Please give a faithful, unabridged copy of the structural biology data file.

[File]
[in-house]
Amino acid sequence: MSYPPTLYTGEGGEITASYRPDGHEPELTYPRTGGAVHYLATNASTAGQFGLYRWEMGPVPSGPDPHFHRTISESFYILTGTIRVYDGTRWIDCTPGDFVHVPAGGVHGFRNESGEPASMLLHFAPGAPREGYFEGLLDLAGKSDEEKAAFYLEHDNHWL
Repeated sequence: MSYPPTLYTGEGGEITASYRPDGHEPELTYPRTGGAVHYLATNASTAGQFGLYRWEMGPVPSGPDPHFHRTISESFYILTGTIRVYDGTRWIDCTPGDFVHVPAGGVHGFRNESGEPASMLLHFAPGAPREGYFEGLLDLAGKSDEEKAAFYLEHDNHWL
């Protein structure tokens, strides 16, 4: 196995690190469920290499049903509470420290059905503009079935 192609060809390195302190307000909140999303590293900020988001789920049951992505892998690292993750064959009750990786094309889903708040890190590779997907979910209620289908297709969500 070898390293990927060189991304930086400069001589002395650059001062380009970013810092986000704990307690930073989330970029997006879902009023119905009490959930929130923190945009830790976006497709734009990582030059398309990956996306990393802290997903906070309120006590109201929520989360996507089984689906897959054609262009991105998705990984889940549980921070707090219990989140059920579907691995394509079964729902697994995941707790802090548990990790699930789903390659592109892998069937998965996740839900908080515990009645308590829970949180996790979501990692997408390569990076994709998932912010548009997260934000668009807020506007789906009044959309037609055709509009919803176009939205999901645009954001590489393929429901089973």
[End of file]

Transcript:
[in-house]
Amino acid sequence: MSYPPTLYTGEGGEITASYRPDGHEPELTYPRTGGAVHYLATNASTAGQFGLYRWEMGPVPSGPDPHFHRTISESFYILTGTIRVYDGTRWIDCTPGDFVHVPAGGVHGFRNESGEPASMLLHFAPGAPREGYFEGLLDLAGKSDEEKAAFYLEHDNHWL
Repeated sequence: MSYPPTLYTGEGGEITASYRPDGHEPELTYPRTGGAVHYLATNASTAGQFGLYRWEMGPVPSGPDPHFHRTISESFYILTGTIRVYDGTRWIDCTPGDFVHVPAGGVHGFRNESGEPASMLLHFAPGAPREGYFEGLLDLAGKSDEEKAAFYLEHDNHWL
């Protein structure tokens, strides 16, 4: 196995690190469920290499049903509470420290059905503009079935 192609060809390195302190307000909140999303590293900020988001789920049951992505892998690292993750064959009750990786094309889903708040890190590779997907979910209620289908297709969500 070898390293990927060189991304930086400069001589002395650059001062380009970013810092986000704990307690930073989330970029997006879902009023119905009490959930929130923190945009830790976006497709734009990582030059398309990956996306990393802290997903906070309120006590109201929520989360996507089984689906897959054609262009991105998705990984889940549980921070707090219990989140059920579907691995394509079964729902697994995941707790802090548990990790699930789903390659592109892998069937998965996740839900908080515990009645308590829970949180996790979501990692997408390569990076994709998932912010548009997260934000668009807020506007789906009044959309037609055709509009919803176009939205999901645009954001590489393929429901089973």